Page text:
Wednesday, August 15, 2018 by David Williams
Thanks to science, humans have been able to mimic the characteristics of many different animals. One example of this is human flight, which was made possible by drawing inspiration from the movement of birds, first and foremost. Now a team of Japanese researchers wants to take inspiration from fireflies and jellyfish by unlocking bioluminescence in humans. In a recent study, it appears that the team has been able to do just that.
According to a paper titled, “Single-cell bioluminescence imaging of deep tissue in freely moving animals,” which was published recently in the journal Science, researchers from the RIKEN Brain Science Institute in Japan were able to create lab mice that had glowing neurons inside of their brains. To be more specific, the brains of the lab mice had glowing neurons in the hippocampus, which is said to be the center of the autonomic nervous system. These glowing neurons allowed observers from the outside to see changes to the brain in real time as the mice began learning and taking note of things about their environment.
More than simply being just a neat parlor trick, the existence of the glowing neurons were meant to help researchers track individual cells in the animals with surprising accuracy. This method could also be applied to keep track of things like immune cells, stem cells, or even tumor cells to see where exactly they move in the body and how they move in the first place.
For their mice experiments, the researchers focused on the hippocampus as they moved the animals from one cage to another. This showed them the changes to the brains of the mice as the mice began to get used to their new home. The researchers also used the exact same process to perform a separate experiment, wherein they tracked down the neurons in the brains of marmosets for a period of more than one year. All things considered, these experiments showed for the very first time that it’s possible to keep a close eye on changes to an animal’s brain for long periods of time from outside of that animal’s body.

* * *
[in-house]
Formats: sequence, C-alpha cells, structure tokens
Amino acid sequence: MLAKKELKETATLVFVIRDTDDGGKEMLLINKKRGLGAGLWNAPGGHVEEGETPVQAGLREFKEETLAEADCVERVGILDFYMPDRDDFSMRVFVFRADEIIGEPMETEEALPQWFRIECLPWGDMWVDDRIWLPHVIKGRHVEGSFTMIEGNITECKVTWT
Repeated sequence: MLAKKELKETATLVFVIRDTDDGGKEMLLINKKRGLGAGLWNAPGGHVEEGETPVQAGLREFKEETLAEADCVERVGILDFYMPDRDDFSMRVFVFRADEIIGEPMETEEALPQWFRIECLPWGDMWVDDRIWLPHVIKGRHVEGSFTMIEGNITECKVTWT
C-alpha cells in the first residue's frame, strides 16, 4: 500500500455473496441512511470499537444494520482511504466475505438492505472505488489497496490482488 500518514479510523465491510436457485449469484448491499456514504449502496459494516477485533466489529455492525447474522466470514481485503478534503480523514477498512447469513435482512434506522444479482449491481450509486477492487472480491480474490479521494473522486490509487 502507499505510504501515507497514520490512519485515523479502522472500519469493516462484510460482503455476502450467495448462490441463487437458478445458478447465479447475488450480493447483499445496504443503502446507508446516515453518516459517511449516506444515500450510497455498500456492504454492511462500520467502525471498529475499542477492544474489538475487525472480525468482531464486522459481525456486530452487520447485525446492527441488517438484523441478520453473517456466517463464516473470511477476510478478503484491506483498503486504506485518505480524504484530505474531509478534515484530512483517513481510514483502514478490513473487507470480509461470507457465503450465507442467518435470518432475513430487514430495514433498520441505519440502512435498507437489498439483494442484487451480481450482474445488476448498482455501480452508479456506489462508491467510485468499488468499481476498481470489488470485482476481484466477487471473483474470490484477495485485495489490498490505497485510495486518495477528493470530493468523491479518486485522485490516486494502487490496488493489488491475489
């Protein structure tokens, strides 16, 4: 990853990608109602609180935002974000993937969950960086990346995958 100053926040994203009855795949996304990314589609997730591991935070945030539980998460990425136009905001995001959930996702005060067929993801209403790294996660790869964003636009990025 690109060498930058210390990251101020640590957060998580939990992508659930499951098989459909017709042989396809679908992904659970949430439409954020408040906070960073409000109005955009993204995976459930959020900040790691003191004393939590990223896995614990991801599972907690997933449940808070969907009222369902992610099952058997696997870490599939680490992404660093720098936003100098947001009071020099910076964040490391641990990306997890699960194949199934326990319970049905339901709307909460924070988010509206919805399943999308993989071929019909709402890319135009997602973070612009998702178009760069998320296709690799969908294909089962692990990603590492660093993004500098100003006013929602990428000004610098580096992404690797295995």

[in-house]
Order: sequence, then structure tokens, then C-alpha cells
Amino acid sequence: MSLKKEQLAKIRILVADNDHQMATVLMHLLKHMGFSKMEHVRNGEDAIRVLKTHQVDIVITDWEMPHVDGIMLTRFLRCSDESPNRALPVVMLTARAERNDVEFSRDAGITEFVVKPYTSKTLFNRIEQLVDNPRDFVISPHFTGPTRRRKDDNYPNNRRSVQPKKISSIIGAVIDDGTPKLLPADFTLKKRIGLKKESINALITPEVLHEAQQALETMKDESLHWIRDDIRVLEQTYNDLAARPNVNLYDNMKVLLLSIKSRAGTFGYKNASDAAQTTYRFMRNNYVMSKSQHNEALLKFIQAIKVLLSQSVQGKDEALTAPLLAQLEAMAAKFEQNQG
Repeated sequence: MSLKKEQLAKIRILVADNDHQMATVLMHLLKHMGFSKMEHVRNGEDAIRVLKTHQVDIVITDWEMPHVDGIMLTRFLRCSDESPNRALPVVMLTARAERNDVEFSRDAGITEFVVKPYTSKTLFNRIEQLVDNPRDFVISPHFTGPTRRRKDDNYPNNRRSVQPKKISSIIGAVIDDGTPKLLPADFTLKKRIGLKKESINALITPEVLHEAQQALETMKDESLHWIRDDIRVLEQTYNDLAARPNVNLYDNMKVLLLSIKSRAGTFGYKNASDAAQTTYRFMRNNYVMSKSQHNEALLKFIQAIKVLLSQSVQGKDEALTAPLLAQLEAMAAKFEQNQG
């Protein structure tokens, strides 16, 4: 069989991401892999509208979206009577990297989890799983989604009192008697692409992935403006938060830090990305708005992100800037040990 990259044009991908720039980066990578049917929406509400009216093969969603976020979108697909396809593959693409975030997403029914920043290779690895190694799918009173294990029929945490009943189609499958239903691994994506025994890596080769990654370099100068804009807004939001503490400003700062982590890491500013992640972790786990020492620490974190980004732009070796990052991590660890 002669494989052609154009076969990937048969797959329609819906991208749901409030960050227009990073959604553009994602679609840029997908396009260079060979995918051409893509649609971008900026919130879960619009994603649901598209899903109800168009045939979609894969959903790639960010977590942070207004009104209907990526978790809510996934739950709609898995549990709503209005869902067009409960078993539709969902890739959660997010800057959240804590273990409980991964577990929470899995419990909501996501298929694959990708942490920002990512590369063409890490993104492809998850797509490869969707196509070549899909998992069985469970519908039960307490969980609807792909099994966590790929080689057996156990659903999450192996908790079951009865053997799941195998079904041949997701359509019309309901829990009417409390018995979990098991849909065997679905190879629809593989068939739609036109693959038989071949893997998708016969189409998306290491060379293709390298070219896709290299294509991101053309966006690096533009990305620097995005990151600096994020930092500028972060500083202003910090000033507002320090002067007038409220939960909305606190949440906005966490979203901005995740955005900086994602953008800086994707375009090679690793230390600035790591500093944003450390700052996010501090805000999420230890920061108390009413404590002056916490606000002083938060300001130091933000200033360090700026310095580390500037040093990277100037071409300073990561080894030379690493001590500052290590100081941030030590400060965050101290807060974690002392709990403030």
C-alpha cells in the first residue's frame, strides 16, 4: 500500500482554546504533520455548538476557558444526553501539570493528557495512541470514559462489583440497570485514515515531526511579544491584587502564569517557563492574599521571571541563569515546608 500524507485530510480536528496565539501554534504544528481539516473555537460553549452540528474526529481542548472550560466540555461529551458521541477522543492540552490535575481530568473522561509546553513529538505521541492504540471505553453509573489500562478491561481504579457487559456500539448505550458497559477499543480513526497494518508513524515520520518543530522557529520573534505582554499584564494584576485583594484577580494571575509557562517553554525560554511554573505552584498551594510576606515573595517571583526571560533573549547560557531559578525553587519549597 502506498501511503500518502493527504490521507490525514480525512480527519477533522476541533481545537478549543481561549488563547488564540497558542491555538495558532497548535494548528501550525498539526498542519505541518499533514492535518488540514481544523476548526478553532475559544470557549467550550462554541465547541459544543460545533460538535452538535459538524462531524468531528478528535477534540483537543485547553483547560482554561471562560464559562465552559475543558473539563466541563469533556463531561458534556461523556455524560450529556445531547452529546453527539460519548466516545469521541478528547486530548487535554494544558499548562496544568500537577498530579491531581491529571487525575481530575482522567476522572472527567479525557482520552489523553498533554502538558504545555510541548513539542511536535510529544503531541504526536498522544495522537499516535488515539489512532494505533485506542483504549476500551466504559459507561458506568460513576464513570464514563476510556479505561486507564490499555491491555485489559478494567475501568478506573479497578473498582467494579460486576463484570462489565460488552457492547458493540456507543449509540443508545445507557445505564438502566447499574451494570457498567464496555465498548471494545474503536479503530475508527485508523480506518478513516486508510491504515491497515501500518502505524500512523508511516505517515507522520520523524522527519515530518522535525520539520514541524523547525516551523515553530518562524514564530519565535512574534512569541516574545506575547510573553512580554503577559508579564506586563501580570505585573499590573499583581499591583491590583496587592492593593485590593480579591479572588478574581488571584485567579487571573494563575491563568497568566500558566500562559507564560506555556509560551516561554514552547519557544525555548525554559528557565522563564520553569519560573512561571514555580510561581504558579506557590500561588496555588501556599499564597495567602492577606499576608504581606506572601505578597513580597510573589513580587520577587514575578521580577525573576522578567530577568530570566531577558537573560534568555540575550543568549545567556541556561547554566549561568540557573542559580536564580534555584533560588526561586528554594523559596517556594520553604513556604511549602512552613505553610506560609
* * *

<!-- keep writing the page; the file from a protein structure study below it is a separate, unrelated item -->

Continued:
This is according to Atsushi Miyawaki, the lead researcher of the study. He said in a statement, “This is the first time such a small ensemble of a few dozen deep neurons related to a specific learning behavior can be visualized non-invasively.” The beauty of this method is that the researchers were able to perform their observations just by looking at the animals. The light from the neurons was said to be so bright that they could shine right through the skulls of both the mice and the marmosets.
Such is the power of bioluminescence, which is something that occurs naturally in certain animal species like fireflies and jellyfish. Although the fact that certain animals possessed this ability was known to scientists for much of recorded history, it wasn’t well-understood until fairly recently. Now that the chemical reactions that cause it to occur in the first place can be performed by humans in labs, scientists have started looking into possible future applications.
An accompanying article to the research paper, written by Robert Campbell from the University of Alberta in Canada, has described the work as a “substantial leap forward” that could help in analyzing how cancer spreads around the body as well as how effective gene therapy is when used on the human body. These findings could someday lead to better ways of observing all sorts of changes to the cells in cancer patients, and possibly improve current forms of treatment for them as well. It will be up to the researchers to find a good way of applying the results of their research for the benefit of all humans in the future.
Read more studies and stories about bioluminescence at Research.news.